This is pretty much it for the introduction. I will go into more details about my methodology with time, explaining on the charts that I will post my setups and way of thinking. I believe I have a simple, yet winning methodology which should be beneficial for someone going through my posts, and this is where I'm giving back to the community.

    In return, I'm hoping for a positive response from the experienced traders of this forum, both in helping me identify my shortcomings and getting my account profitable, on a consistent basis. (my main target).

  4. To give you an idea of how I work, here are my trades for Friday, 3/10. Please see chart below for more.

    Trade 1:

    Market opened with gap up of about 1.2%. Most gaps (70%)
    up to 1.2% get filled, so a retracement strategy was used.

    Entered on break of range of first half hour, and Lower Low in
    10m data (LL 10m), short at 9573 (10:08). Added to position after 20pts.

    Was stopped out at 9573 (10:19), with Stop Loss 20pts after the 2nd position, and therefore a loss of 100$,

    Trade 2:

    Index made Higher High (HH) for the day but was not able
    to keep its gains --> bearish
    Oscillators in 15m and 60m turned bearish as well

    Therefore, looking to short.

    Break below trendline, LL in 10m data, entered short
    at 9605 (14:46)
    , added to position 9585 and 9565, closed
    position at 9565 (15:16)
    to take my 300$ profit which is my
    profit target.

    (lowered Stop Loss to entry price after 3rd position
    to lock profit)

    Please note that the times on the chart below are 7hrs delayed. This is because of my location (GMT +2) I will try to change the charts, to correspond to EST time (GMT -5) as of next week.

  5. Hi Trader1234:

    I think you did well yesterday - your two trades, entered according to sound logic and good observation, both look good.
    My only observation - and this is the area where I am presently working hard, is the exit on the first trade. Obviously, it is easy to say that you should have rode the trade a little further but that is not really constructive - its hindsight. What I postulate is sort of a caveat to your exit rule, the setting of an alert to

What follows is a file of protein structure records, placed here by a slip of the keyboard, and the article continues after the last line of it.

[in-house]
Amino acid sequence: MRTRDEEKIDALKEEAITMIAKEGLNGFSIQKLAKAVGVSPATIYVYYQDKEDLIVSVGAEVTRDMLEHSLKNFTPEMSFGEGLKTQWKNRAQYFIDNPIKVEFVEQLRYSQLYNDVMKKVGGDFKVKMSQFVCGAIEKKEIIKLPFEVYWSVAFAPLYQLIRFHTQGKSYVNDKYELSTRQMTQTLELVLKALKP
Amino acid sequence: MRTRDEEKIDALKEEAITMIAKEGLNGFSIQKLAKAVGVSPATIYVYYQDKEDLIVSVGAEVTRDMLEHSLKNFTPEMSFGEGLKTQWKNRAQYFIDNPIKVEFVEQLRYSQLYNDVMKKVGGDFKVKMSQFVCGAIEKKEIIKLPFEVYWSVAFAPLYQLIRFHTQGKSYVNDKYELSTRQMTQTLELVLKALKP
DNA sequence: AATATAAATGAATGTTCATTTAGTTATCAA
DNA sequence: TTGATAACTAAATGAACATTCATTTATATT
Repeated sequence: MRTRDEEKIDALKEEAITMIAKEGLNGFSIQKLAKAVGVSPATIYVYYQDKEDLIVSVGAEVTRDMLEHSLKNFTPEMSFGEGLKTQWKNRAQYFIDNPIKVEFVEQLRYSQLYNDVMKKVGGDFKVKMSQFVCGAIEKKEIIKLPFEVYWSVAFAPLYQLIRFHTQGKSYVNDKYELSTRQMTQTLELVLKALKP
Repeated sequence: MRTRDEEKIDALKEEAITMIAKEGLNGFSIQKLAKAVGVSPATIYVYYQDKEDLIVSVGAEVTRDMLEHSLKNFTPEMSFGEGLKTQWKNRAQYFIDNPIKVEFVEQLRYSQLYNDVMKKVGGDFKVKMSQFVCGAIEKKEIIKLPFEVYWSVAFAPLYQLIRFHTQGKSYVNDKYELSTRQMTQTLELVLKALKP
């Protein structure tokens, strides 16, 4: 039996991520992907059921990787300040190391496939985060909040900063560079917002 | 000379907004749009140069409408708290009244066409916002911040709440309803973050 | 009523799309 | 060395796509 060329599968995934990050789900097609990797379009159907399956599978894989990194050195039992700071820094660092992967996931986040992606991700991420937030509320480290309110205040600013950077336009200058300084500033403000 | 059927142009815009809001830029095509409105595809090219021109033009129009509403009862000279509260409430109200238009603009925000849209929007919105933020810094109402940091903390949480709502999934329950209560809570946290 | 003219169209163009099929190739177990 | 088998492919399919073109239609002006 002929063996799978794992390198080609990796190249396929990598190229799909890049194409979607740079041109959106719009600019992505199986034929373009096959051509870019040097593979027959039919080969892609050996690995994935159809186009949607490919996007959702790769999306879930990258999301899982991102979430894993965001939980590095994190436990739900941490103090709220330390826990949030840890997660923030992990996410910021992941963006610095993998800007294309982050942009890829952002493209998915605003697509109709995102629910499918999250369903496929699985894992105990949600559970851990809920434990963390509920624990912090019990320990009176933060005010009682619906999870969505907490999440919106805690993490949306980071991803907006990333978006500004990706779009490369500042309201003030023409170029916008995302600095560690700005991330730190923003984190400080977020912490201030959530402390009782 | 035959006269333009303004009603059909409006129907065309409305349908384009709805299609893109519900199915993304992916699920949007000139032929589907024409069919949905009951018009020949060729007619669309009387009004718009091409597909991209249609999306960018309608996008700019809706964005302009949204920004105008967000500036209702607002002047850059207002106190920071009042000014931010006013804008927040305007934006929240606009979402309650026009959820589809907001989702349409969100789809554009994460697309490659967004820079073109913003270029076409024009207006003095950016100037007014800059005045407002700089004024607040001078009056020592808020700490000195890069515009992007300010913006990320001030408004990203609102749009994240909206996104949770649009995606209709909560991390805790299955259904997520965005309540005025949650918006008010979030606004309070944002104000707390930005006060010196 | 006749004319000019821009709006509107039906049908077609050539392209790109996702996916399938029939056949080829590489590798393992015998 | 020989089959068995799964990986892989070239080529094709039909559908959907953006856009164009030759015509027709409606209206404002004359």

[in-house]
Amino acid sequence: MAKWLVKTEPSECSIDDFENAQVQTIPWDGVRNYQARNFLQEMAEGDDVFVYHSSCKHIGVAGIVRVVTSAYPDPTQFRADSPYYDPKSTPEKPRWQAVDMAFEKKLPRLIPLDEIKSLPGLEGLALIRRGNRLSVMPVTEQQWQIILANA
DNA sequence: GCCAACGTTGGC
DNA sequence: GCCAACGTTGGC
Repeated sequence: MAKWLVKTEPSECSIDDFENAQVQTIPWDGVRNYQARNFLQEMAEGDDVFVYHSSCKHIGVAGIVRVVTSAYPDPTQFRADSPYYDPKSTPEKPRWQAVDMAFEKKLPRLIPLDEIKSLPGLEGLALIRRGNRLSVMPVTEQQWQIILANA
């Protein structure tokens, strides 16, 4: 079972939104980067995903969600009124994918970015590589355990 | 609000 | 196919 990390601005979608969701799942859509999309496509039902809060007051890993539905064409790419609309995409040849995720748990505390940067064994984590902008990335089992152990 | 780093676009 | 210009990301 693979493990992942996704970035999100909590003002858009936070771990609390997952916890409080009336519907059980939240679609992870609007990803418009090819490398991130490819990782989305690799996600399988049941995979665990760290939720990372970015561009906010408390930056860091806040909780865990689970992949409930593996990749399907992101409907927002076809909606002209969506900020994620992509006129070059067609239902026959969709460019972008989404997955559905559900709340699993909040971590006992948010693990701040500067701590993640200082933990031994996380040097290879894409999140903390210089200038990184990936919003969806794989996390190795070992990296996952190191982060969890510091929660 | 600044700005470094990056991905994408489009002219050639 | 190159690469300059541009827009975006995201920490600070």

help you hold more profit.

    After you put on the second contract on the first trade - I would have gotten ready to pull out my Fibonacci tool on the first sign of a retracement bar. Chances are pretty good that if the market stops its trend for a few minutes, it will most likely retrace 38.2% or 50% if it passes the 25% point. In this case, at 10:16, I would have either exited as close to the 25% mark as I could, ready to go short again if the 50% retracement showed good resistance.

    What I am getting at is the fact that we do so much analysis to get into the trade, but we tend to neglect expected behavior of the market and use some very arbitrary stops -- which really don't reflect the current trend but rather a risk management policy idea which we came up with in sort of a vacuum. In a strong trending market, it doesn't matter and we hit our targets, we win. It is in the hesitating, sideways market, or worse, in the reversing market, that we "leave profits on the table" and even absorb a loss. Then, after the fact, we look at where we got taken out and what happened next and then don't truly incorporate that knowledge into an exit strategy, we just hope to win more next time.

    These are just my 2 cents - and you may or may not care to acknowledge that there is anything of value here.

    In any case: keep up the good work on the journal, I feel it will be one of the better educational tools for the people of want to learn how to trade.

  6. Hey dbTrader,

    First of all, thank you for inaugurating my journal! :)

    As regards to your comment, I have a question for you, which has puzzled me for some time now:

    Which is a stronger emotion: Fear of Loss, or Fear of Loss of Profit (a profitable move)?